The rise and rise of global school rankings

exam hall

International tests have become an important driving force in setting education policy and their influence seems to be growing.

For the first time, England's exams are going to be linked to an international benchmark, with the new grading system for GCSEs being pegged to the Pisa tests run every three years by the OECD.

Not that long ago, few people would even have heard of the Pisa tests, now they're being used as a kind of global educational gold standard.

It's like football clubs wanting to test themselves in the Champions league rather than count their domestic trophies.

And it means that in future, the difficulty of exams taken by England's school pupils will be linked to what's happening in classrooms on the other side of the world.

It's a signal that international comparisons are now an inescapable dimension of measuring school standards.

Just as you wouldn't look at an economy in isolation from other countries, so too it seems increasingly difficult to measure an education system without reference to what is being achieved elsewhere.

Andreas Schleicher, the presiding authority over the Pisa tests, has become a global education guru, delivering his findings to political leaders like Moses coming down from the mountain, with his commandments on an iPad rather than tablets of stone.

Changing world view

The Pisa tests have created a different map of the world.

They show the ambitions of rising economies in Asia and the rather faded glories of the old western powers.

Without such tests, how else would we know that school standards are now higher in Vietnam than in the United States?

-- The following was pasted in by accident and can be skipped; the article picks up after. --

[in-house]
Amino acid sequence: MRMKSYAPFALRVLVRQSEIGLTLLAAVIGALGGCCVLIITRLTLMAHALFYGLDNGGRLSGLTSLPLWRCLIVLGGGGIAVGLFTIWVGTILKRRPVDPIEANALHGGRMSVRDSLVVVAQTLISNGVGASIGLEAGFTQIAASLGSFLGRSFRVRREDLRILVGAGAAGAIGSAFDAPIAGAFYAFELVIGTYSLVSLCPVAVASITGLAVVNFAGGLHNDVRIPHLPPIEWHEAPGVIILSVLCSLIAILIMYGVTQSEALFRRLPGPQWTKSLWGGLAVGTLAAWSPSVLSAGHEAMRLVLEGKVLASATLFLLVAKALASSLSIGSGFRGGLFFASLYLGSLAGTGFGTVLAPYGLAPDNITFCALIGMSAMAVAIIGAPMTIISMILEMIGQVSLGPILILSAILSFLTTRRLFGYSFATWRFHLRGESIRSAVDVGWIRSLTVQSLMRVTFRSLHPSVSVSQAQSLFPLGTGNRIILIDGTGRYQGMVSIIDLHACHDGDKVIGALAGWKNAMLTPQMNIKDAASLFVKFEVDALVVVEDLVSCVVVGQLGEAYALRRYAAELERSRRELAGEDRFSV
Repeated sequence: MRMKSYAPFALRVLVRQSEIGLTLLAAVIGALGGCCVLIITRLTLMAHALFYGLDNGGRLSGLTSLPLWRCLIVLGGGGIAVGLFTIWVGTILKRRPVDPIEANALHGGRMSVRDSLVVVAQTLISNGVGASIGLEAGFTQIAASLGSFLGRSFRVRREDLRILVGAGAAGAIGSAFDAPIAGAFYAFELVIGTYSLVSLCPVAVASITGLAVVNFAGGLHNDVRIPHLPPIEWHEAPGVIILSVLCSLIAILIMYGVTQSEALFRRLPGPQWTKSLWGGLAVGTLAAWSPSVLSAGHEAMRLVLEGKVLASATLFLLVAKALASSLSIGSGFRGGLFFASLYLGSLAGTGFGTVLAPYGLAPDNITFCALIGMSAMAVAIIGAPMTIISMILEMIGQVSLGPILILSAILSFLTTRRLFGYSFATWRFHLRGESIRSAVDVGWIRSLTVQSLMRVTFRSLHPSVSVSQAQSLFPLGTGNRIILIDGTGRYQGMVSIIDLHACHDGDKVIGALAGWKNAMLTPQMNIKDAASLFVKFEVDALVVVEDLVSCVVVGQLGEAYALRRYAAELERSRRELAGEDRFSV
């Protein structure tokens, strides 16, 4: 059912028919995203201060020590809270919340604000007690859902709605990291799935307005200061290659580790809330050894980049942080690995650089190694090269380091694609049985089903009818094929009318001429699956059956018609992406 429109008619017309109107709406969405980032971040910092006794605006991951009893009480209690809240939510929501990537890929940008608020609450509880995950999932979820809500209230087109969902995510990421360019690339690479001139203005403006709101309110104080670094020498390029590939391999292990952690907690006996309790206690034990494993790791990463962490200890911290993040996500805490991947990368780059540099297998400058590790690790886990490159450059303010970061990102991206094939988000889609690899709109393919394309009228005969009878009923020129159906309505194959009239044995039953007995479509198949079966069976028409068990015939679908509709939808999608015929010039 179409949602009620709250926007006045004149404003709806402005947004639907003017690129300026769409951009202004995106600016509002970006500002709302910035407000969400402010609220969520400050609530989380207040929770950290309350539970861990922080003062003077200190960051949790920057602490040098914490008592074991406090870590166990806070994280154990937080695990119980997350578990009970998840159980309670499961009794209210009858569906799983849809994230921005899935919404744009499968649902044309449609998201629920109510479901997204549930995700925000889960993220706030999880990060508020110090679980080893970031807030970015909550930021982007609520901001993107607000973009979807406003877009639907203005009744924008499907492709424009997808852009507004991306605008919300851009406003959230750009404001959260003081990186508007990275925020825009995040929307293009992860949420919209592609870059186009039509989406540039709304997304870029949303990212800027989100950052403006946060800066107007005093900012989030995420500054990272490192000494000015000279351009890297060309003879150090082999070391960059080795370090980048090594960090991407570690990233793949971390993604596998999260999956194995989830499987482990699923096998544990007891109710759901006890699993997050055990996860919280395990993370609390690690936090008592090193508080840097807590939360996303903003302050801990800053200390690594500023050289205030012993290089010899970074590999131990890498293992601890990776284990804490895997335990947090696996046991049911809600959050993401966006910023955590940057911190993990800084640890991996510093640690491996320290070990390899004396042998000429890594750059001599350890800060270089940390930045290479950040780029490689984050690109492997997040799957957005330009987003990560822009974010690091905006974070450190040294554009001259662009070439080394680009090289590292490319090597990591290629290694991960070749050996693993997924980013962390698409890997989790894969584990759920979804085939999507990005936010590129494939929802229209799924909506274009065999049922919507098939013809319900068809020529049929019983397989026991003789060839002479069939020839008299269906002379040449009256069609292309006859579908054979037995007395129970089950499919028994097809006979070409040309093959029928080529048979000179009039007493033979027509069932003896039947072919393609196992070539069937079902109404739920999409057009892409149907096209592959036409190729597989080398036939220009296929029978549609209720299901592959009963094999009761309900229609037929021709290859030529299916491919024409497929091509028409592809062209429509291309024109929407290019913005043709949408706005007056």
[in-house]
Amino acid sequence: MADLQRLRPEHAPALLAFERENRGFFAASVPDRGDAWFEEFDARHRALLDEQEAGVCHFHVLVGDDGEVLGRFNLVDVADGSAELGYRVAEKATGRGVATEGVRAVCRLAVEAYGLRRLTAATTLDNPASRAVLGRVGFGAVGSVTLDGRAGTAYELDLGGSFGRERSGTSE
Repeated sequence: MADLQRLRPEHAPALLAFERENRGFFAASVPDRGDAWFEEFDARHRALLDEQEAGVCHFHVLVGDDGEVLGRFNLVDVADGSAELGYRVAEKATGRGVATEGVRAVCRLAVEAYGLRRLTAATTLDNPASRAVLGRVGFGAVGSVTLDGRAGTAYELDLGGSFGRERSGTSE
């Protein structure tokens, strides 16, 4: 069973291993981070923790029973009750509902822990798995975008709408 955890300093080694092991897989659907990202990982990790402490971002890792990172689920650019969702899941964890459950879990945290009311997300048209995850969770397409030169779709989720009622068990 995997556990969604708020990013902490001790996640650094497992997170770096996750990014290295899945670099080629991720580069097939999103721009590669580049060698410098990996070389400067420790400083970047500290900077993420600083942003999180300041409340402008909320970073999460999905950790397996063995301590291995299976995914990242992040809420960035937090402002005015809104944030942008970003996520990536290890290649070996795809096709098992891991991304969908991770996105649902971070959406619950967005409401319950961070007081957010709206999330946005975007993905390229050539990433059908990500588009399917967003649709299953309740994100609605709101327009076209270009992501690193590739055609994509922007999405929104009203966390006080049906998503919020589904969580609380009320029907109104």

Another set of test results this week gave a more optimistic view of England's teenagers.

The OECD's league table of problem solving skills put England into a very respectable 11th place.

This suggested that the school system is producing young people with enough rounded skills to be able to apply their knowledge.

Such wider perspectives would have been impossible if the only yardstick was comparing this year's GCSE results with last year's.

There are critics of such international rankings, who say that it's not meaningful or fair to compare such different countries.

How can you measure an affluent Scandinavian country with a sprawling industrialised superpower or an emerging Asian city state?

It might not be fair, but in a global economy young people from all those places will be competing with each other.

And the outcomes are far from a foregone conclusion. Sweden has tumbled behind countries such as Poland and Estonia.

But what difference does it make?

As Mr Schleicher puts it: "Your education today is your economy tomorrow."